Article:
Despite some reports that suggest the fight is a done deal, Quigg’s promoter Eddie Hearn told WBN on Thursday that contracts had yet to be signed as final points of the respective paperwork are worked out.
One sticking point could be the fact that Quigg remains the WBA ‘regular’ champion, which means the Bury man is unable to participate in a two-belt battle. The way around this for Hearn and Frampton’s handler Barry McGuigan is to lobby for Quigg to be bumped up to ‘super’ title status currently held by Guillermo Rigondeaux as the IBF are fiercely adamant on their current stance.
“We will not even consider a unification for Carl Frampton unless Scott Quigg is the ‘super’ champion,” IBF Chairman Lindsey Tucker exclusively told World Boxing News.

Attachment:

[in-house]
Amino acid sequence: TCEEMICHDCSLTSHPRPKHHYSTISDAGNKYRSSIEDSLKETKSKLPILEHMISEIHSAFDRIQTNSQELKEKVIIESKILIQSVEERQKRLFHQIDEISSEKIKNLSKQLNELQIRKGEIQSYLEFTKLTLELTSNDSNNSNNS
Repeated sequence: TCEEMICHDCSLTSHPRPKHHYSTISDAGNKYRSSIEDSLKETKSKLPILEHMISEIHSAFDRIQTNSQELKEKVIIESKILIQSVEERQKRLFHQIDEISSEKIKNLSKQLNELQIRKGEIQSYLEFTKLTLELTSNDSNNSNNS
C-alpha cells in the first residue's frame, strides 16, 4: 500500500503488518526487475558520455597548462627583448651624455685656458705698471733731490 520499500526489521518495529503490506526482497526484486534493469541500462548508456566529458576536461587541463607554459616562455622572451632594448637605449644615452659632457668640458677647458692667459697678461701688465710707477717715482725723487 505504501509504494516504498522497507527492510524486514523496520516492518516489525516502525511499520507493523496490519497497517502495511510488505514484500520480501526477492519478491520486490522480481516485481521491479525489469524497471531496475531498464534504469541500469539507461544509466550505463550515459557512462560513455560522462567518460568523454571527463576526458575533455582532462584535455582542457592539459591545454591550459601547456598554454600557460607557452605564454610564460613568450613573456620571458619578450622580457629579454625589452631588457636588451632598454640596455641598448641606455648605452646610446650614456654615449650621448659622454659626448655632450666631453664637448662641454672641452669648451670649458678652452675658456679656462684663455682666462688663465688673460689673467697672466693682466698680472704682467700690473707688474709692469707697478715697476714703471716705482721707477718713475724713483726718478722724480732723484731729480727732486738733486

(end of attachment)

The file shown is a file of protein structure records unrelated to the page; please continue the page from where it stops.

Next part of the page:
“Some of the organizations (the WBA) have multiple champions and we will only unify with highest ranked champion (currently Rigondeaux),” he added.
Seeing how the Cuban was recently stripped by the WBO, there may be a good chance Rigondeaux could suffer a similar fate with the WBA, and therefore, leave the door open for Quigg to be promoted in the nick of time.
That would mean IBF belt holder Frampton and fellow titlist Quigg would both have their respective belts on the line when the pair collide in Manchester early next year, adding even more spice to an already mammoth occasion for the UK fans.